Japanese Minister Shinzo Abe’s state visit to China on October 25-27, 2018, was a significant moment in the relations between the two countries. It opens a new chapter in Sino-Japanese relations departing from a period of political and diplomatic disengagement that lasted over the last eight years. The last Japanese Prime Ministerial visit to China for a bilateral Summit was in 2011. The visit also coincided with the commemoration of the 40th anniversary of the signing of the Treaty of Peace and Friendship, which formalised the diplomatic relationship between the two countries.
The smooth sailing Japan-China relations ran into choppy waters in 2010, following an event involving the Japanese Coast Guard and Chinese fishing boat that triggered a high tension territorial dispute over an island called Senkaku in Japan and Diaoyu in China. The island is controlled by Tokyo and claimed by Beijing. Tensions ran high when the Japanese government nationalised the island in 2012 and massive anti-Japanese protests erupted across China. In a highly charged political scenario, Tokyo and Beijing abandoned all high-level exchanges and maintained a confrontational posture against each other.
Attempts to normalise the relations began in the mid 2017, when Tokyo sent a high profile delegation to Beijing to attend the first Belt and Road Forum showing its interest to join the initiative. The breakthrough created the necessary political conditions to restart once again the stalled high level exchanges. The political will to improve relations was evidentwhen Prime Minister Abe had rare back to back meetings with President Xi Jinping on the sidelines of APEC Summit and Premier Li Keqiang at the ASEAN Summit in November last year. Premier Li visited Tokyo, the first sitting Premier to do so in seven years, for a trilateral meeting between Japan, China and South Korea in May 2018. During the visit of Li, China and Japan signed the Maritime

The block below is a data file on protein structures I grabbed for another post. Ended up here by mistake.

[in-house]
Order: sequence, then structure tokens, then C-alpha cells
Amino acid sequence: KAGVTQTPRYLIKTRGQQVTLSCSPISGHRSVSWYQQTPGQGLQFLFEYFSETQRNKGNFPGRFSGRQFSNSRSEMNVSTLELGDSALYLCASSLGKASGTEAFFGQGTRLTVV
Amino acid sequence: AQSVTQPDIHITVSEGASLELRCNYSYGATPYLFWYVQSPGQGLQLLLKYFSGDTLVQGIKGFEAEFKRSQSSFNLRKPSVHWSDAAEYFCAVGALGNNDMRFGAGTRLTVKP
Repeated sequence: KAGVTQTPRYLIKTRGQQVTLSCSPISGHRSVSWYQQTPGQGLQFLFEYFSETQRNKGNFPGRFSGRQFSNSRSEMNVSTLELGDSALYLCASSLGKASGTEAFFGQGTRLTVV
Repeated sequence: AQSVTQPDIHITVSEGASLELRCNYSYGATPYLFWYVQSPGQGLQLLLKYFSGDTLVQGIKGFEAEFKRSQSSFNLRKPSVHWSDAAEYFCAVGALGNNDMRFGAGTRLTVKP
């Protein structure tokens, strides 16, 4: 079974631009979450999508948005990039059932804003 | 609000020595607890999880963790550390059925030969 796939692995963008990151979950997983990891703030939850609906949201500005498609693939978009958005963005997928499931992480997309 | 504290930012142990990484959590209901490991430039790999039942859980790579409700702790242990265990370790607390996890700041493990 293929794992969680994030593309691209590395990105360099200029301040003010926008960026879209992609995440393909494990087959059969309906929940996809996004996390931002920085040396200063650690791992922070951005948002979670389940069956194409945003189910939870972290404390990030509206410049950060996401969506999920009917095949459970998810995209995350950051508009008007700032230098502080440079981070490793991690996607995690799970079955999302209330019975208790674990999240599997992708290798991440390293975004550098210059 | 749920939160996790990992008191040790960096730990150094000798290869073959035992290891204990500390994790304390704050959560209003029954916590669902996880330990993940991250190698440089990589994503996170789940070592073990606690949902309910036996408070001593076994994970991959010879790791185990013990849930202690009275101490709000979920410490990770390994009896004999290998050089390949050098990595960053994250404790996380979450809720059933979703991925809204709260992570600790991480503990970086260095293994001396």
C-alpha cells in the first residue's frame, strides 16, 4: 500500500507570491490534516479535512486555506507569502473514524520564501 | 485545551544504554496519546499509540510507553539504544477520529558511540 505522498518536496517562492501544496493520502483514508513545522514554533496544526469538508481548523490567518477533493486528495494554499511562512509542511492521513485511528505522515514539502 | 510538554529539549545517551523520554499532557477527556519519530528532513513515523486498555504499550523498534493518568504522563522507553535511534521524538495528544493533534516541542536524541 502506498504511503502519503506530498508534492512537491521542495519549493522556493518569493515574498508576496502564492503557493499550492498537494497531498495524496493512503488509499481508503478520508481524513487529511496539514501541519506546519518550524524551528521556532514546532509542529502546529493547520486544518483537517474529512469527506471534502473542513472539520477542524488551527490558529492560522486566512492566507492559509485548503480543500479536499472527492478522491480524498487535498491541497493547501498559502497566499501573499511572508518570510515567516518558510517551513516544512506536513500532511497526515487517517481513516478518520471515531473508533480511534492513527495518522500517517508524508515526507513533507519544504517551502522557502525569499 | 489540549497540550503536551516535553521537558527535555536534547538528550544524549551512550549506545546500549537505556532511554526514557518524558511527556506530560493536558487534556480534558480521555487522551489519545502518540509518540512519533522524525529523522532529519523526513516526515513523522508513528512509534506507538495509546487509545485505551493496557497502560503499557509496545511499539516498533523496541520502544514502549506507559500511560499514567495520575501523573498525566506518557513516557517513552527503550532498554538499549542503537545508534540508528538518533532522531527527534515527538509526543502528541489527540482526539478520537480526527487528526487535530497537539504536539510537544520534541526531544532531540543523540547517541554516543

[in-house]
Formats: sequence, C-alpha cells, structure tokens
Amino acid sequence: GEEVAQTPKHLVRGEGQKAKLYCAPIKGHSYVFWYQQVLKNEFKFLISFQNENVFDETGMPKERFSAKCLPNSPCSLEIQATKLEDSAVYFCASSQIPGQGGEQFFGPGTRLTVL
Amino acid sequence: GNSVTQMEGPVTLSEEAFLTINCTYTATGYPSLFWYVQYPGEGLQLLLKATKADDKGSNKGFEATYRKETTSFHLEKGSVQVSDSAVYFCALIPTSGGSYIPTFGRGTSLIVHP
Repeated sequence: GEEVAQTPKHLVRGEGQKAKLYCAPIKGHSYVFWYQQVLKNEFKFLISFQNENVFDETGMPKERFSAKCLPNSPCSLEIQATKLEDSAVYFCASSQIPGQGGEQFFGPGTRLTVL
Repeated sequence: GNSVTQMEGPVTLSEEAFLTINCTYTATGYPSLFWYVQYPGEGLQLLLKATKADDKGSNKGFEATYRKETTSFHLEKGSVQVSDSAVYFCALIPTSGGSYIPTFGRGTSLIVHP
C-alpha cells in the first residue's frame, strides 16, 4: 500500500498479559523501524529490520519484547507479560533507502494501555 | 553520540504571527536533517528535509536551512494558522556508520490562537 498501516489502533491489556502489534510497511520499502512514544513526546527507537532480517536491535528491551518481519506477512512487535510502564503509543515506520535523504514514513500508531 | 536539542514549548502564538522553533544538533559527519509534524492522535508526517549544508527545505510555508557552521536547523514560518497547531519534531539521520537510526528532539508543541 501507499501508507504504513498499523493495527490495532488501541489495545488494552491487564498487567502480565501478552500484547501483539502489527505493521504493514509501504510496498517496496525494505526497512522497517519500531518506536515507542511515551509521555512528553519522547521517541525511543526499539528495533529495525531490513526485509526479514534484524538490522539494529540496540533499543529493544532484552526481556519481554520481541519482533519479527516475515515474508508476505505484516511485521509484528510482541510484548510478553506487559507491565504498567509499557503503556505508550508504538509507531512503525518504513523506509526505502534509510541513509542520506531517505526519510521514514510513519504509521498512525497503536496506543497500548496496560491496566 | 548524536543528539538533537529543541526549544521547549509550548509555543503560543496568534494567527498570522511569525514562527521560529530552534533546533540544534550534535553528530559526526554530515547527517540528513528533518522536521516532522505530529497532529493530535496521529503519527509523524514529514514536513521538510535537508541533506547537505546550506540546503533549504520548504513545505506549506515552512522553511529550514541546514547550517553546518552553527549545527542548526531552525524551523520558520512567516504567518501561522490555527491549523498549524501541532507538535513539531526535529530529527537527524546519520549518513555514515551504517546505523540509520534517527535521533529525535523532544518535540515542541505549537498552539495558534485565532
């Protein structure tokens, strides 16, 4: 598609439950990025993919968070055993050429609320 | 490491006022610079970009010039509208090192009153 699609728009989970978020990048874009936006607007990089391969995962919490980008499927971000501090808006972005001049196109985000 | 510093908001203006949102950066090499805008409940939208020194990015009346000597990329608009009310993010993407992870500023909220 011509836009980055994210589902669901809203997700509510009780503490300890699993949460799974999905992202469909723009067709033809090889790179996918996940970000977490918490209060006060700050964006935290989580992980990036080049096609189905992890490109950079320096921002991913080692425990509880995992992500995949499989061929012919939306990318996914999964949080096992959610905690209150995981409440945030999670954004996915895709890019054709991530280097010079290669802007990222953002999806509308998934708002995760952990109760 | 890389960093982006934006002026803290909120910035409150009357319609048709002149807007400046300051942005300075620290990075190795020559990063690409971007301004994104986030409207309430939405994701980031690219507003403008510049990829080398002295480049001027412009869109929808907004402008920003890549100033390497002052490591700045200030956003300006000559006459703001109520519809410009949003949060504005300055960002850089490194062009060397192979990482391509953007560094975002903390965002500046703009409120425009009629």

and Air Communication Mechanism (MACM), to avoid unintended incidents between their armed forces.
Prime Minister Abe’s visit in itself is a big step that opens a new chapter in the bilateral relations. The visit was successful not just because of its symbolism in resetting of ties between the two countries but also in terms of its substantial contribution, with Tokyo and Beijing inking a number of agreements to foster the relationship. On the security front, both agreed for joint maritime search and rescue operations, restart Fleet visits between the two navies that were stalled since 2011 and to reestablish annual meeting between top defence officials, which again had not taken place for the last eleven years. On the economic front, a currency swap agreement that would facilitate the exchange of local currencies worth 30 billion USD between the two central banks in the event of a crisis was signed. A similar agreement was first inked in 2008 in the context of global financial crisis, which however, got expired in 2013. The upper limit of the exchange in the new agreement is ten times more than the 2008 agreement. China also agreed to lift restrictions on the import of food items from Japan after the Fukushima nuclear explosion. They also signed an agreement to work out a framework for technology cooperation and the protection of intellectual property.